(Press-News.org) ITHACA, N.Y. – Cornell University researchers have identified a new way to harness the antioxidant and antibacterial properties of a botanical compound to make nanofiber-coated cotton bandages that fight infection and help wounds heal more quickly.
The findings are especially important given the increasing prevalence of multidrug-resistant bacteria.
Cotton gauze is one of the most common wound dressings; it’s inexpensive, readily available, comfortable and biocompatible. However, it doesn’t promote healing or fight infection.
“Cotton alone cannot provide an answer for these complications – it needs to be biofunctionalized,” said lead author Mohsen Alishahi, a doctoral student in fiber science who works in the NanoFibers and NanoTextiles (NanoFibTex) Laboratory.
Tamer Uyar, associate professor and the lab’s director, said one of its main research interests is developing functional fibers from sustainable materials and exploring their potential applications in medical textiles and drug delivery systems.
Researchers used lawsone, a red-orange compound found in henna leaves that has antioxidant, anti-inflammatory and antimicrobial properties, to boost the performance of cotton.
The experimental dressing had excellent antibacterial performance against gram-negative and gram-positive bacterial species, and effectively eradicated E. coli and staph bacteria in testing.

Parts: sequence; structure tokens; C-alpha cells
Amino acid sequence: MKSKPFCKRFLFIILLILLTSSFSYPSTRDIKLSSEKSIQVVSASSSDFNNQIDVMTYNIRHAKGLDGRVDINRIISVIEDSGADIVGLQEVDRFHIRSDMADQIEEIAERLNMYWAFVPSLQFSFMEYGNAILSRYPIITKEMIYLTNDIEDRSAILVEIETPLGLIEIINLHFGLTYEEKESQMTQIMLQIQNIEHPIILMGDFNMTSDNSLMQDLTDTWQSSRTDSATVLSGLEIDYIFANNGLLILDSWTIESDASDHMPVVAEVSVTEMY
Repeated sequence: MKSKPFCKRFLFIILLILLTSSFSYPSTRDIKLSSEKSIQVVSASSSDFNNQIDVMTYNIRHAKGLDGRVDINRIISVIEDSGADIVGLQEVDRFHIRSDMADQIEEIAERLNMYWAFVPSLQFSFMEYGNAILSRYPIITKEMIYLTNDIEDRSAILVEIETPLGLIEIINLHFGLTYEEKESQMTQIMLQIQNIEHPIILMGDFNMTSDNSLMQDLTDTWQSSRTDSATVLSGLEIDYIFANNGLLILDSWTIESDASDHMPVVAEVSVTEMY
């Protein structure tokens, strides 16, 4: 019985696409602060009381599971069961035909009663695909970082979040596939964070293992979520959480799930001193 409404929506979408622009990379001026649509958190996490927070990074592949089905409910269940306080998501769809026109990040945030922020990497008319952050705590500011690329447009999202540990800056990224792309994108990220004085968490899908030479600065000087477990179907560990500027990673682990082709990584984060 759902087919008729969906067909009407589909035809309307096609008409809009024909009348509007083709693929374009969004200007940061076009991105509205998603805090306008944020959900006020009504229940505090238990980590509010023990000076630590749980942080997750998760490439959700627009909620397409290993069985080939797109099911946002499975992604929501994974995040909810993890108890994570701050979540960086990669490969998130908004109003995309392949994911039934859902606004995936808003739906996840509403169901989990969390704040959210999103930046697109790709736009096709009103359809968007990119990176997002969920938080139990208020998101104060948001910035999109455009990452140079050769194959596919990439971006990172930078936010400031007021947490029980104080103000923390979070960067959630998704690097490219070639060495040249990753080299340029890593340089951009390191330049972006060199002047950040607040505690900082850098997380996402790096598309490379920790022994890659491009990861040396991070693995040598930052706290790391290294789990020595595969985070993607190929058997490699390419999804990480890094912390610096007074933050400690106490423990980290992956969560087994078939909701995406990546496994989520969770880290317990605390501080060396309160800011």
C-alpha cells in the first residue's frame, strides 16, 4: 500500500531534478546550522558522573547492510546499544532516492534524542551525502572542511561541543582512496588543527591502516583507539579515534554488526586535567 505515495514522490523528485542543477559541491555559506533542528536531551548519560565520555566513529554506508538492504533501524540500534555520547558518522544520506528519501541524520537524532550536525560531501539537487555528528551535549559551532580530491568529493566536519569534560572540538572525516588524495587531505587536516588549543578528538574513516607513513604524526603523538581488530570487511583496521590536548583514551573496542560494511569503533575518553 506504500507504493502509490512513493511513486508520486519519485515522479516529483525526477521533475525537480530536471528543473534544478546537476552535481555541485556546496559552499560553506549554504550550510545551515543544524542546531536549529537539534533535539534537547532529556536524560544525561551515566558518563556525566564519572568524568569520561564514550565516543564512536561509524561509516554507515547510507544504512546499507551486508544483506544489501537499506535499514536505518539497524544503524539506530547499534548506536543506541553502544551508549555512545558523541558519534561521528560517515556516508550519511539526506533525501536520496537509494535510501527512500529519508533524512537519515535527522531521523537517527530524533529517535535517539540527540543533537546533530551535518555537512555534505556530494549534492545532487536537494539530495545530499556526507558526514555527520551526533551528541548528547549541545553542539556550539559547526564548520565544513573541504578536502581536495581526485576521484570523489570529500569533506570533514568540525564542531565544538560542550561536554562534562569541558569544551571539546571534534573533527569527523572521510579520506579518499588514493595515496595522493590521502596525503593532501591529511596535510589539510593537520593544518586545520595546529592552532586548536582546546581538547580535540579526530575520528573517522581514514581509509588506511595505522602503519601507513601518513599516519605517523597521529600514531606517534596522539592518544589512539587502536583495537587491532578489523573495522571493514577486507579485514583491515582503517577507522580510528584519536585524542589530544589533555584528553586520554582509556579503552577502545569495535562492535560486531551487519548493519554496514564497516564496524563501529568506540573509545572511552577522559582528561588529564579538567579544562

“The prolonged overuse of synthetic antibiotics in high concentrations has contributed to the rise of the deadly epidemic of multidrug-resistant microbes,” Uyar said. “So the use of natural and potent anti-bacterials such as lawsone may serve as an alternative to synthetic anti-bacterials.”
“Wound dressings should provide a suitable environment for facilitating healing and preventing infection,” Alishahi said. “Using totally natural materials such as cotton, cyclodextrin and lawsone, this dressing can facilitate both as it has comprehensive antioxidant and anti-bacterial activity.”
Alishahi said that the dressing would be particularly helpful for chronic wounds that are highly susceptible to infection, like diabetic ulcers and burns. The antioxidant and anti-inflammatory properties would also benefit more routine wounds by reducing the formation of scars.
This research was funded by Cotton Incorporated.
For additional information, see this Cornell Chronicle story.
Media note: Photos of the bandages can be viewed and downloaded here: https://cornell.box.com/v/nanofiberbandages
Nanofiber bandages fight infection, speed healing
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